Michelle Branch lived hard and fast in just five, formative years. She wrote an album at 17, dropped a chart-topping single a month after her 18th birthday, and was consequently plunged into the world of TLR and money-hungry music labels. At 21, she married her 40 year-old bandmate. By age 22, they had a kid together. And now, at 33, the singer-songwriter still allows that era to inform her identity– but those teen pop artist days don’t own her.
Fast-forward 14 years, and Branch identifies as many things apart from a teen superstar. She’s a divorcee, a Grammy winner, a young mom, a hopeless romantic. When she picks up the phone one afternoon in July, she’s off-duty in Omaha, Nebraska, doing laundry and phone interviews.
“I got out of my record contract in June of 2014, and basically started writing immediately after that,” she says about the songs that would contribute to her first solo album in 14 years, Hopeless Romantic. “I was newly divorced, newly dropped from my label, and suddenly had a lot to write about.”
That doesn’t mean that Branch hasn’t been writing music in the meantime, however. In 2006, she defied Warner Bros. Records and collaborated with Jessica Harp to form country pop duo, The Wreckers. Of course, in the eyes of Warner Bros. who were “salivating for another song on TRL” and still trying to hold Branch to her five pop album contract, a country collab was too high risk. They didn’t go for it.
“I financed it myself,” says Branch. “The more that people pushed back about it, the more I wanted to do it. The more it pissed me off.”
One Country Music Award music award, a number-one country single, and two shelved solo albums later, Branch was slowly, but surely, reclaiming her musical identity. “I think the pressure of having everyone seeing me as their money-making teen pop artist was making me want to rebel and go in any direction,” she says. Fortunately, Branch was able to steer that direction straight into her music.
But it turns out, being stuck at that major label machine, and every misogynist that comes with it, had Branch saying ‘no’ a lot– in uncomfortable scenarios, like “a [program director] putting their hand on your ass, or being at a studio where someone’s clearly hitting on you,” and to making disingenuous pop music.
“My advice is to stand your ground,” Branch says.
This mindset sparked the beginning of a bonafide rock record: Hopeless Romantic, which came out in April. A fateful meeting with producer (and now, finance) Patrick Carney of The Black Keys fame at a 2016 Grammy party sealed the deal and launched Branch’s visions of a rock album into fruition. The inspiration for her new sound, she says, came from other badass women in the music industry right now. Her current obsessions include Phoebe Bridgers and Mitski, and she names Tegan & Sara, HAIM, and Jenny Lewis among her biggest influences when making the new record. She even sought out her touring guitarist Megan McCormick after she saw her play for Jenny Lewis.
“I’m so, so happy that, when you come see the show, not only to have two women in my band, but to also have a female-fronted opener,” Branch stresses. She recognizes that people often pit women against each other in the music business (and, let’s be honest, in every other business). After all, reporters still seem to constantly include Vanessa Carlton and Michelle Branch in the same breath, not to mention their fake feud. Speaking to this, and to the reason why Branch plays with a lot of women, is a simple belief: “We’re stronger standing up for each other.”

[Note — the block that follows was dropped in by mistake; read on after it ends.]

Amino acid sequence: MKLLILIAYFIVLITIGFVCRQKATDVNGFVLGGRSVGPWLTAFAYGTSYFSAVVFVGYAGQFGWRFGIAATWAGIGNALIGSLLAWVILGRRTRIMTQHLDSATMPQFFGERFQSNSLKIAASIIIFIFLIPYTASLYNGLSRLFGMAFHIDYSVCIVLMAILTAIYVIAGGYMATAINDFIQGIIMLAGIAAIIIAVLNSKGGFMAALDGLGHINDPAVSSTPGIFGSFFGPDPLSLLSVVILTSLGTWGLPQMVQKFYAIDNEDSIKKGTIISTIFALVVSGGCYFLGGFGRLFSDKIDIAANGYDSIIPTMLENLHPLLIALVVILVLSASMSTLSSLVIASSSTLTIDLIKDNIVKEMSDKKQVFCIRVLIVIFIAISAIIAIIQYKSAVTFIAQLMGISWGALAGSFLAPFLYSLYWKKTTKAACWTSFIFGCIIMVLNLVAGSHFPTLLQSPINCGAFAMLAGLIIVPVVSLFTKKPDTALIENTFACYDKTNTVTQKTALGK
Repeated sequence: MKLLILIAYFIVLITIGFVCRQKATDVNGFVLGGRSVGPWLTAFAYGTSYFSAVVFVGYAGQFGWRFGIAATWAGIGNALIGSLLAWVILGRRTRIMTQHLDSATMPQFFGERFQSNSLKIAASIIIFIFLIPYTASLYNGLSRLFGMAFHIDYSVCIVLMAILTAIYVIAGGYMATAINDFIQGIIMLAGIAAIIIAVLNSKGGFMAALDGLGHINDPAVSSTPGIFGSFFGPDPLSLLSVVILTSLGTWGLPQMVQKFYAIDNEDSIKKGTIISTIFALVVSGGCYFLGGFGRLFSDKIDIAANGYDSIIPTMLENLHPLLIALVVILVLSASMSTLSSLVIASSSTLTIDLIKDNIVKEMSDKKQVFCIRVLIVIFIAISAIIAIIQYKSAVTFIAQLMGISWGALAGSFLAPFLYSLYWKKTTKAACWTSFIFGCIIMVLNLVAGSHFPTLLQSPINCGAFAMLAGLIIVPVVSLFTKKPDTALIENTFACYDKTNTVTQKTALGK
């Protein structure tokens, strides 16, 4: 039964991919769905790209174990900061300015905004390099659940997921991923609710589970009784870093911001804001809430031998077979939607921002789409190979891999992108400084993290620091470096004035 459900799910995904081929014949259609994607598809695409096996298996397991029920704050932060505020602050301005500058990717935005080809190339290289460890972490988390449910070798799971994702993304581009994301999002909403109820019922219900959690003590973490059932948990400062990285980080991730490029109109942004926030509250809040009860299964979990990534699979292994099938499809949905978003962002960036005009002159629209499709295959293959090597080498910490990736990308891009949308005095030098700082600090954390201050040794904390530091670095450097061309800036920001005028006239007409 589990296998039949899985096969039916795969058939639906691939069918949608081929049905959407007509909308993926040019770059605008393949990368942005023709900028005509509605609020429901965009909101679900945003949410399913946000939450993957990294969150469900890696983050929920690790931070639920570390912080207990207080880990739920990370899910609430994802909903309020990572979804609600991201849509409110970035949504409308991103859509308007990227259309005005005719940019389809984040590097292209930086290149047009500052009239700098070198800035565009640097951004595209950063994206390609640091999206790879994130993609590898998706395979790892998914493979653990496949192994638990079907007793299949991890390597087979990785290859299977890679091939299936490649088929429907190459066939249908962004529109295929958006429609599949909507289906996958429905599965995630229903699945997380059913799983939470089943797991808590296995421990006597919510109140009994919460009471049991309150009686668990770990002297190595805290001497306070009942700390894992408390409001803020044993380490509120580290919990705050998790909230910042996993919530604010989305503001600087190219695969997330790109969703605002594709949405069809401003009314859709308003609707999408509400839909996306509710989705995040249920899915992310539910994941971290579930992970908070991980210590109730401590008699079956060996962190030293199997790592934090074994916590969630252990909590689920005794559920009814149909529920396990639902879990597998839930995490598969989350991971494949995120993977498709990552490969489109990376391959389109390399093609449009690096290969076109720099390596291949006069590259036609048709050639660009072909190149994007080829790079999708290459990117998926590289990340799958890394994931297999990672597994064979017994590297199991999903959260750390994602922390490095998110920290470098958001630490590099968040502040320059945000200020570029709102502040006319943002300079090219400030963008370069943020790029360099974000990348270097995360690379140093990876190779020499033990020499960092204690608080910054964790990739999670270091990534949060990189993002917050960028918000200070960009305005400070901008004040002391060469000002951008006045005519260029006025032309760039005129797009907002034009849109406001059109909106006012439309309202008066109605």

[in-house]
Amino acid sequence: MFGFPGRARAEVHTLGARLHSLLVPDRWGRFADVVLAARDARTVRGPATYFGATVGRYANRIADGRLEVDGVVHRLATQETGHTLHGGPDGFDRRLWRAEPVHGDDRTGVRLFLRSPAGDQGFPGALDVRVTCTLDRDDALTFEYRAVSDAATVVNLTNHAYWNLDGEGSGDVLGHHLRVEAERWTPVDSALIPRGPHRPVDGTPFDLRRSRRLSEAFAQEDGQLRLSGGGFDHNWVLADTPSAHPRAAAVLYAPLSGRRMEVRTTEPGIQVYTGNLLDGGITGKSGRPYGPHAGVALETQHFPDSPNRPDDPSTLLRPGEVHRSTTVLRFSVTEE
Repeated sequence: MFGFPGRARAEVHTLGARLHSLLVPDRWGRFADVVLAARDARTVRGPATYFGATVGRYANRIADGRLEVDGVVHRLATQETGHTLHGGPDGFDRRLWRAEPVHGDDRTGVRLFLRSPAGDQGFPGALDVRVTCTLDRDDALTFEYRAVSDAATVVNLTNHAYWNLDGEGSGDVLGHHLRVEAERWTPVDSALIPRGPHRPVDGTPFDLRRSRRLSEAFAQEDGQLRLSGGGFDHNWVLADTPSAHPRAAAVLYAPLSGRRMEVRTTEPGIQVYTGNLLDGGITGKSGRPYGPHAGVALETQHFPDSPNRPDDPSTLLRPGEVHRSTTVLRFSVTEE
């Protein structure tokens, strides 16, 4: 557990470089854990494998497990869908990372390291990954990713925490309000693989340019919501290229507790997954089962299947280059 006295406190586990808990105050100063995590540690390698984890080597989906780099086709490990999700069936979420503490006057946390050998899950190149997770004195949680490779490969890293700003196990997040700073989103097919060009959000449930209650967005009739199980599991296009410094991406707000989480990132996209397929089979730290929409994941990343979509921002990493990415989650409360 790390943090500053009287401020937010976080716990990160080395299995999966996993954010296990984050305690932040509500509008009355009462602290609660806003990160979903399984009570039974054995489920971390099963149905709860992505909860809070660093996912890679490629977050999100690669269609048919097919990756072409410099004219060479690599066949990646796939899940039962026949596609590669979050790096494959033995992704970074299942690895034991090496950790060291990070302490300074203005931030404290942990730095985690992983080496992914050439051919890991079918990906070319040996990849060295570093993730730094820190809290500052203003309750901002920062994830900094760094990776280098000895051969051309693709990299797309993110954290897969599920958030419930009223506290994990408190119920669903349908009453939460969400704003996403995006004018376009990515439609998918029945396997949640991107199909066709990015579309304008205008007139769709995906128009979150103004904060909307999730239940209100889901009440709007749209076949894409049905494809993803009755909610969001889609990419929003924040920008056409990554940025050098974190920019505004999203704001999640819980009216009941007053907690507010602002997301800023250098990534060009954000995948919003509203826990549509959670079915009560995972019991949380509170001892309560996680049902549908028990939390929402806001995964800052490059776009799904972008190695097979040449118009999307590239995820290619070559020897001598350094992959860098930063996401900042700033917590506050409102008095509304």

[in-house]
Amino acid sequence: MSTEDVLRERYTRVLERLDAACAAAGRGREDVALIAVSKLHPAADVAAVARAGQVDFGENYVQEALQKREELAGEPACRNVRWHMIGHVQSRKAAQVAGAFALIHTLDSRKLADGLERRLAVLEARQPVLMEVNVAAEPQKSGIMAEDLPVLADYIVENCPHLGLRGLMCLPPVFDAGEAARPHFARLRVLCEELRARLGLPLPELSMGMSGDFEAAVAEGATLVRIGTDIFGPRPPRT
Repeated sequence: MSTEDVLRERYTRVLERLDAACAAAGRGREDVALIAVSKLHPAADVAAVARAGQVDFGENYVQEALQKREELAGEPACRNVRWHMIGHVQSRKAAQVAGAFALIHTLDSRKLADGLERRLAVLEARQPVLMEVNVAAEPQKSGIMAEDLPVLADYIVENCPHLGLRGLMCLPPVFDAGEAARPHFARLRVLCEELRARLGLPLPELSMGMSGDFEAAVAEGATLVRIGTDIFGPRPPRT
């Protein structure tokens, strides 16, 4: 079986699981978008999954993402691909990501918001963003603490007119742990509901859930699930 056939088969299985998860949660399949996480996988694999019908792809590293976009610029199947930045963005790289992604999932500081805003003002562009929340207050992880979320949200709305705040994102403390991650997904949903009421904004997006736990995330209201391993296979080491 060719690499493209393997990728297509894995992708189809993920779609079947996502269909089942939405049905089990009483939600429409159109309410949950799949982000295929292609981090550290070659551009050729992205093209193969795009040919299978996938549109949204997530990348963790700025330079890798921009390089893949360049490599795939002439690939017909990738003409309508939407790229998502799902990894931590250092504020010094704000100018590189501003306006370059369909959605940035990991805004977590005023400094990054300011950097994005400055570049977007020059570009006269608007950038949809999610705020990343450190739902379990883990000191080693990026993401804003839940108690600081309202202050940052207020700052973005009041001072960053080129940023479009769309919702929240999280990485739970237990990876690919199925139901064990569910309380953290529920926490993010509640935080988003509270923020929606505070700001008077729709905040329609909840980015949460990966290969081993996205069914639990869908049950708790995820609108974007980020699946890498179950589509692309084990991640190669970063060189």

With that in mind, plus a personal narrative of love and heartbreak, a Mellotron, a Fender VI, a 100 year-old Victorian house in Silver Lake, Michelle Branch and her band were reborn.
What people might not realize, however, is that the making of Hopeless Romantic was Branch’s first time recording independently since 2000, when she self-produced her first album, Broken Bracelet. While working with John Shanks on The Spirit Room (2001) and Hotel Paper (2003), and then John Leventhal on The Wreckers’ album, Branch says she was never encouraged to play her own parts. Branch confesses, “I always felt intimidated playing around them.”
So when Carney handed her an electric guitar to record the 14 songs that make up Hopeless Romantic, Branch was terrified.
“It was the first time I’d ever had anyone encourage me to do that,” she says. “As I got more comfortable with Patrick, I felt like it was a safe place to actually try shit.”
“Trying shit” a.k.a getting partially back to her DIY roots has produced a totally new, but oddly familiar Michelle Branch. While people loved her first two albums dearly, Branch was never an artist fans really got to grow with. Alt music fans are used to following local bands from crowded house shows, to headlining places like Great Scott, The Middle East, eventually The Sinclair, and just maybe, bigger venues like Royale and House of Blues. We actually witness the growth of these artists.
With Hopeless Romantic, and a slew of intimate North American shows and European festivals alike, Branch is reclaiming this rite of passage– one performance at a time.